The 2018 Chicago Cubs did not end well. Given how things turned out on the field, it would have been as satisfying to conclude the 2018 Wild Card Game with Gary Pressy playing “Don’t Stop Believin’,” Scott Oberg winding up to deliver an 0-2 pitch to Albert Almora, and the ESPN feed suddenly cutting to a black screen.
Followed by the caption: “Live Feed of A-Rod’s Game Prep.”
In the wake of their Wild Card Game faceplant (not to be confused with their Game 163 faceplant) (or their Saturday afternoon vs. the Cardinals faceplant) (or…you know what? Let’s just move on before these parentheticals get so depressing that they read like Clark the Cub’s goth poetry…), the fanbase ran the gamut of emotions from anger to sadness to grief.
And you know what? All of those reactions were perfectly understandable and acceptable. A once vaunted offense barely showed up, Kyle Hendricks was beaten by Tony Wolters and his .210 TAv, and a full 29 percent of Terrance Gore’s 2018 at-bats took place in the most important game of the year. If that didn’t make you even slightly depressed, that’s because you probably dealt with your feelings by changing the channel to The Entertainment.
Once it became clear that the season was going to crash and burn so profoundly, a good portion of the fanbase and the writers who covered the Cubs moved on to establish a narrative for the 2018 team. And a good example of that narrative was authored by The Athletic’s Jon Greenberg…
“Aside from Javy Báez’s MVP-worthy season, a month of Cole Hamels mania, a brief David Bote experience, and a week or two here and there, this just hasn’t been a very enjoyable season to watch. A game here, an ending there. It was aggravating for some, predictable for others. If the Cubs scored 10 runs one day, like Sunday, you could pencil them in for one run the next, like Monday.”
You could certainly understand why the 2018 season wouldn’t be enjoyable to watch. All the Cubs did was give us an exciting game here or a dramatic ending there. And when you added all of those good days up, they amounted to only…95.
It’s times like these where I can’t wait for time travel to be invented. Because I want to take that paragraph back to 1958 just so I could hear Ernie Banks actually tell someone to go to hell.
Don’t get me wrong. I get that this year’s Cubs could be immensely frustrating and a combination of underperformance and injuries made it feel like they missed out on a chance for another World Series. That’s genuinely disappointing.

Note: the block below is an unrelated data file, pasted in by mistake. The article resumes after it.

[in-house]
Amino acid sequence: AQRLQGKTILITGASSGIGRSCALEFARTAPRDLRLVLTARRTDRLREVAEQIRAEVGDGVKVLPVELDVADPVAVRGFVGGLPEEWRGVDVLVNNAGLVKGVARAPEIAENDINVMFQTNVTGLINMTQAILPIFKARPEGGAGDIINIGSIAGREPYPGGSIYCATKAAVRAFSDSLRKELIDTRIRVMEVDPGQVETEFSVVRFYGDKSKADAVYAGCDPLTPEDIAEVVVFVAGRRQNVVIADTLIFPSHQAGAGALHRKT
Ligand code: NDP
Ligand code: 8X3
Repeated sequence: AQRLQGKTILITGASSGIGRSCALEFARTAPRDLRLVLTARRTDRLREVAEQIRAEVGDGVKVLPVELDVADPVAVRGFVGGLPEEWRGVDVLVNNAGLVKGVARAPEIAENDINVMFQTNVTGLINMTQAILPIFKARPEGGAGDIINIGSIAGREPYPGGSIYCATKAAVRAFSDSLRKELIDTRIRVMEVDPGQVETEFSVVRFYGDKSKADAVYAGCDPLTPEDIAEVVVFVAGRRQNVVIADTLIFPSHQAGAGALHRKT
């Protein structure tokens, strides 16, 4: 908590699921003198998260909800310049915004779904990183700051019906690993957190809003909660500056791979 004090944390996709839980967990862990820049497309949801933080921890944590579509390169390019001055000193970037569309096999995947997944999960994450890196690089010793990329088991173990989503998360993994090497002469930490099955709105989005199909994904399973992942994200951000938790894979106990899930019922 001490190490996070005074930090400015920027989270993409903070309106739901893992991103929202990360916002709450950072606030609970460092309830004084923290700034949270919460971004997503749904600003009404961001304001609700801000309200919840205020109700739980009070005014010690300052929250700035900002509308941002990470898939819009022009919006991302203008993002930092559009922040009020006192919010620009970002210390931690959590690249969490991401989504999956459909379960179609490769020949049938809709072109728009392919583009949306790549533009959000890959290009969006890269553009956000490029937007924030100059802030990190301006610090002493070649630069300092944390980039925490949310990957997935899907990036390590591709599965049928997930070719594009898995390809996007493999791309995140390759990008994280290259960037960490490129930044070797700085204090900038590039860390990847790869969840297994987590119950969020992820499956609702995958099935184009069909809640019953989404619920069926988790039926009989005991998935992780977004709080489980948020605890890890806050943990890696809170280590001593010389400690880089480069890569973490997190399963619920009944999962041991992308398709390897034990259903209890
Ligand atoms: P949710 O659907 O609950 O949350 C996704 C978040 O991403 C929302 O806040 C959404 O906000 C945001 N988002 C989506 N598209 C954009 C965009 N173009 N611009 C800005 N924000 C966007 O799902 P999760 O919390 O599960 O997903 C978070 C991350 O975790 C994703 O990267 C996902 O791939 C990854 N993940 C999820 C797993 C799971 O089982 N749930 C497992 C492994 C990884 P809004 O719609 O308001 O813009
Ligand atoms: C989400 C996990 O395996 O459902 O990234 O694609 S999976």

But to take in a season where they won 95 games and played a number of all-time classics and claim that it hasn’t been very enjoyable at all? Something about that seems… amiss.
As long as the Cubs didn’t throw out a roster that included Kent Mercker and LaTroy Hawkins, it took a special effort to make yourself miserable while watching a season with that much winning. And a good amount of blame for the fact that so many felt that way could be laid at the feet of one of the all-time inner circle Hall of Famers at making baseball miserable: George M. Steinbrenner III.
Or to be more precise: the retroactive lionization of Steinbrenner’s baseball philosophy and its application to every other team that has reached for greatness.
For the entirety of the 1980s through the mid-90s, the Yankees CEO was viewed as a caricature of everything you didn’t want a baseball owner to be. He was a vain egotistical bully who clearly felt that his massive wealth also granted him an expertise to meddle in every aspect of a sport he had no hope of understanding. The belligerent calzone-obsessed blowhard from Seinfeld was a pretty accurate portrayal of how most thought of him and New York fans celebrated when Steinbrenner was temporarily banished from MLB in 1990.
But while he was gone, the Yankees built up their farm system to the point that Steinbrenner’s return coincided with the launching of their dynasty of the late 90s. His players’ dominance was profound enough to transform Steinbrenner’s image from a vitriolic Gordon Gecko-esque rageaholic to “The Boss”–a wise and beloved leader whose unquestioned authority made him the true face of the franchise.